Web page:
Safari and IE8 broken at pwn2own, as Chrome escapes controlled hacking contest

News by SC Staff

Apple's Safari browser was the first to be broken at this year's pwn2own contest at the CanSecWest conference in Vancouver.

Apple's Safari browser was the first to be broken at this year's pwn2own contest at the CanSecWest conference in Vancouver.

Safari, being run on a fully patched Mac OS X, was exploited by vulnerability research company Vupen. It said on its Twitter feed that it ‘pwned Apple Safari on Mac OS X (x64) at pwn2own in five seconds. Congrats to all Vupen team members for their hard work'.

It previously commented that Apple had released Safari 5.0.4 and iOS 4.3 a few minutes before the pwn2own contest, yet it was able to break the up-to-date software by successfully exploiting a zero-day flaw. Vupen won a £15,000 cash prize and a 13-inch MacBook Air for winning the contest.

Shortly afterwards, Stephen Fewer from vulnerability research and consultancy company Harmony, tweeted that he had ‘just popped ie8 at pwn2own'. Fewer received a laptop and a $15,000 cash prize for his efforts.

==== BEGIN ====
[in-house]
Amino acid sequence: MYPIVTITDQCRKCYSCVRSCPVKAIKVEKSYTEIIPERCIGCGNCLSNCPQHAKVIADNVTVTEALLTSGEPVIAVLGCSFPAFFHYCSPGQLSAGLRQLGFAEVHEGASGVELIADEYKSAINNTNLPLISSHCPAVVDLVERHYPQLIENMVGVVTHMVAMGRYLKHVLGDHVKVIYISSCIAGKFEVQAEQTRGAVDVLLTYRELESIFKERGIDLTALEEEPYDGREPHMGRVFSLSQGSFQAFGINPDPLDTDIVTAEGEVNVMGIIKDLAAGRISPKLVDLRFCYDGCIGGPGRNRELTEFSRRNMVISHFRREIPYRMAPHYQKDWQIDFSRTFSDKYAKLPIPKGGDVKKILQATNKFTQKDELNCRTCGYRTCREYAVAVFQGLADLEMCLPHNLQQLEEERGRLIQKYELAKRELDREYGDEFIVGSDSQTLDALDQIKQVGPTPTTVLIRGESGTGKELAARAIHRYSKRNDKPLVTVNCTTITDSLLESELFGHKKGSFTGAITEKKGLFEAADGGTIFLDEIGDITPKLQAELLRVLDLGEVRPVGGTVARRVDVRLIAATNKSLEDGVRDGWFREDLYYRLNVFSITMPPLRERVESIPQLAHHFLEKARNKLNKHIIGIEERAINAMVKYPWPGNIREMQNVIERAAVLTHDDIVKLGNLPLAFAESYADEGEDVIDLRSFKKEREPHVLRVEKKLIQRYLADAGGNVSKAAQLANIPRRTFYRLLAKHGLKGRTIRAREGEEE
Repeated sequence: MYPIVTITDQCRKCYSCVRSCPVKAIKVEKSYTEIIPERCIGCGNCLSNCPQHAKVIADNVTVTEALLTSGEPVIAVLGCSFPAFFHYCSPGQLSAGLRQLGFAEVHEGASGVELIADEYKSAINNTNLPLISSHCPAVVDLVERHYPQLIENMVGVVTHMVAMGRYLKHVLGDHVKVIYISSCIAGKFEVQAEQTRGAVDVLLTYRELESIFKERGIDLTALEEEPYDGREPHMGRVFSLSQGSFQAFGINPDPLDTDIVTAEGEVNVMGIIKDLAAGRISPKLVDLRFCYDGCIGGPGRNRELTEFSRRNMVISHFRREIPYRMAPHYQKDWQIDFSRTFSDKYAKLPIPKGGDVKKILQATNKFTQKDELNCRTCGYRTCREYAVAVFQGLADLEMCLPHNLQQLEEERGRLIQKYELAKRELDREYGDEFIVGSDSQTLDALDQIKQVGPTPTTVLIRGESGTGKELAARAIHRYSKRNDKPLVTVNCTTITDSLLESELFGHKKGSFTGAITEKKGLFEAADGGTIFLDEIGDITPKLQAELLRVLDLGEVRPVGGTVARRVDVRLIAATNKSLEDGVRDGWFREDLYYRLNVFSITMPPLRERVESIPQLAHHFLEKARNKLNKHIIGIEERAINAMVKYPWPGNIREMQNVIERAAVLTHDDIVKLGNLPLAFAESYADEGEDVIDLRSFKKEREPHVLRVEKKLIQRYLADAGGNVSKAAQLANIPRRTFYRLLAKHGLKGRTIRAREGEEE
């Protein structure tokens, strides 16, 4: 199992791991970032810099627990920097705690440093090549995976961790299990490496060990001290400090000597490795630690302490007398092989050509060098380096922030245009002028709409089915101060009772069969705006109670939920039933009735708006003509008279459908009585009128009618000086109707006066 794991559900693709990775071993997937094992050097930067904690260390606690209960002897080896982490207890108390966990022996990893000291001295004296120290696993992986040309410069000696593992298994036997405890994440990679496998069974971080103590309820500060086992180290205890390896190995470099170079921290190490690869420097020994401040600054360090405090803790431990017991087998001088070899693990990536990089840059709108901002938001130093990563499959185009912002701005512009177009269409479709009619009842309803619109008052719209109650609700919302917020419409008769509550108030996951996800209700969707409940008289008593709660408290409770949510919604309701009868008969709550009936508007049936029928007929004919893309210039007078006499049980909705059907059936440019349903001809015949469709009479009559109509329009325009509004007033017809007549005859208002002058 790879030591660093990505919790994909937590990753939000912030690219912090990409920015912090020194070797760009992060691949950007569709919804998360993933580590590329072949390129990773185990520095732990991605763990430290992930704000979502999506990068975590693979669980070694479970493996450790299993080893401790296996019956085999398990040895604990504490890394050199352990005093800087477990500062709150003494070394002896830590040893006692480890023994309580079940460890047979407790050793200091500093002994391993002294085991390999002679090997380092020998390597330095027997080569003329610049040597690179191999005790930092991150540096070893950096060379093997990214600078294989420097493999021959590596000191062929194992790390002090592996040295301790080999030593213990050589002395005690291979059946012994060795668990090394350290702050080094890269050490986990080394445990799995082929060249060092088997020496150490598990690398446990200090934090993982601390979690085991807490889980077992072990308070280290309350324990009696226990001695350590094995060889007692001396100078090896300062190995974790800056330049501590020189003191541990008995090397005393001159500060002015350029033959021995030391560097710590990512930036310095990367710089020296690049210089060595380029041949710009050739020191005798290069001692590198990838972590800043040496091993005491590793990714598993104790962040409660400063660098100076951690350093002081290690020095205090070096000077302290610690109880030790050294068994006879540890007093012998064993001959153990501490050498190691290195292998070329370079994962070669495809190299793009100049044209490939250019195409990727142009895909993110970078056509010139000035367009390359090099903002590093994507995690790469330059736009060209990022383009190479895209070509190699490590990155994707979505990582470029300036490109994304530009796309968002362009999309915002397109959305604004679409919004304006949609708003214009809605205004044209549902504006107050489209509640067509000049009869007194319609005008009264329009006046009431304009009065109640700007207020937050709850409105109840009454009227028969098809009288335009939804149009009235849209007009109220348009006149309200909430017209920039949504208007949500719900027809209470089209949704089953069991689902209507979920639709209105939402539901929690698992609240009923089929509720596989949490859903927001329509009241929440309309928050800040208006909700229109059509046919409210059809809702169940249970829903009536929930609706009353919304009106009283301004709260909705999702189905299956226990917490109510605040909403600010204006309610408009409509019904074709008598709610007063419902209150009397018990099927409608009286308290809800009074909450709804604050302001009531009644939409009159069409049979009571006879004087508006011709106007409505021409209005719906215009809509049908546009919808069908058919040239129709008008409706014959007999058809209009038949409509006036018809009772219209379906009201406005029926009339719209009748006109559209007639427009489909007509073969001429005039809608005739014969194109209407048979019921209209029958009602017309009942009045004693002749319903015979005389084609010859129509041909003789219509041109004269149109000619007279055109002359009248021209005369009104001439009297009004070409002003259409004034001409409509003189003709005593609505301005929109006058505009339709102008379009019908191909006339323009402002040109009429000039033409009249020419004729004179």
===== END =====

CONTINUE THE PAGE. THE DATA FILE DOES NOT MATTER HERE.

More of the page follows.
Aaron Portnoy, manager of the security research team at Pwn2Own sponsor HP TippingPoint, pointed out that Fewer had successfully compromised Internet Explorer with a Protected Mode bypass switched on.

According to eWeek, the two contestants who signed up to hack Google Chrome did not show up, meaning that it was the most secure browser for the second year running and got to keep its $20,000 prize.

Technical details of the exploits legally belong to HP TippingPoint under contest rules; they provide information to Microsoft and Apple and give them six months to fix the flaws before publicising them.

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